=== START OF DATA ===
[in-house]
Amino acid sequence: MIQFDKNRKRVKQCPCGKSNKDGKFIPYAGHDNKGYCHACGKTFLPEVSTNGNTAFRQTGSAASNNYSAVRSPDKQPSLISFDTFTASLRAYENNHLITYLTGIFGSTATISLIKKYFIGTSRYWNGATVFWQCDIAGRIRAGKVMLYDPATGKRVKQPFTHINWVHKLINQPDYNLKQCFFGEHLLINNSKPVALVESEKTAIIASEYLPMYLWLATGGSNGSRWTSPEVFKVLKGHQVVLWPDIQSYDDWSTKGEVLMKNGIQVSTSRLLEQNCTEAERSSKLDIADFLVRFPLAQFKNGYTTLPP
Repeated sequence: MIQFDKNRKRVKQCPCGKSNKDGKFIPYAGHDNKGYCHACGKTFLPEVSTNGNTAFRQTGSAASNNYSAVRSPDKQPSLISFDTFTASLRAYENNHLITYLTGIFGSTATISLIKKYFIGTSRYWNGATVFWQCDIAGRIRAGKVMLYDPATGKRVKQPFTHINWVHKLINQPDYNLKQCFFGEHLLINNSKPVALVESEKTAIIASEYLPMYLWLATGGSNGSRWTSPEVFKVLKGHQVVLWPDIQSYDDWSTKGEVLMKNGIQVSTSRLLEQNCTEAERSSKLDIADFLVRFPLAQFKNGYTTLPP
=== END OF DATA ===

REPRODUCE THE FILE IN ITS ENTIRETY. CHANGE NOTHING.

[in-house]
Amino acid sequence: MIQFDKNRKRVKQCPCGKSNKDGKFIPYAGHDNKGYCHACGKTFLPEVSTNGNTAFRQTGSAASNNYSAVRSPDKQPSLISFDTFTASLRAYENNHLITYLTGIFGSTATISLIKKYFIGTSRYWNGATVFWQCDIAGRIRAGKVMLYDPATGKRVKQPFTHINWVHKLINQPDYNLKQCFFGEHLLINNSKPVALVESEKTAIIASEYLPMYLWLATGGSNGSRWTSPEVFKVLKGHQVVLWPDIQSYDDWSTKGEVLMKNGIQVSTSRLLEQNCTEAERSSKLDIADFLVRFPLAQFKNGYTTLPP
Repeated sequence: MIQFDKNRKRVKQCPCGKSNKDGKFIPYAGHDNKGYCHACGKTFLPEVSTNGNTAFRQTGSAASNNYSAVRSPDKQPSLISFDTFTASLRAYENNHLITYLTGIFGSTATISLIKKYFIGTSRYWNGATVFWQCDIAGRIRAGKVMLYDPATGKRVKQPFTHINWVHKLINQPDYNLKQCFFGEHLLINNSKPVALVESEKTAIIASEYLPMYLWLATGGSNGSRWTSPEVFKVLKGHQVVLWPDIQSYDDWSTKGEVLMKNGIQVSTSRLLEQNCTEAERSSKLDIADFLVRFPLAQFKNGYTTLPP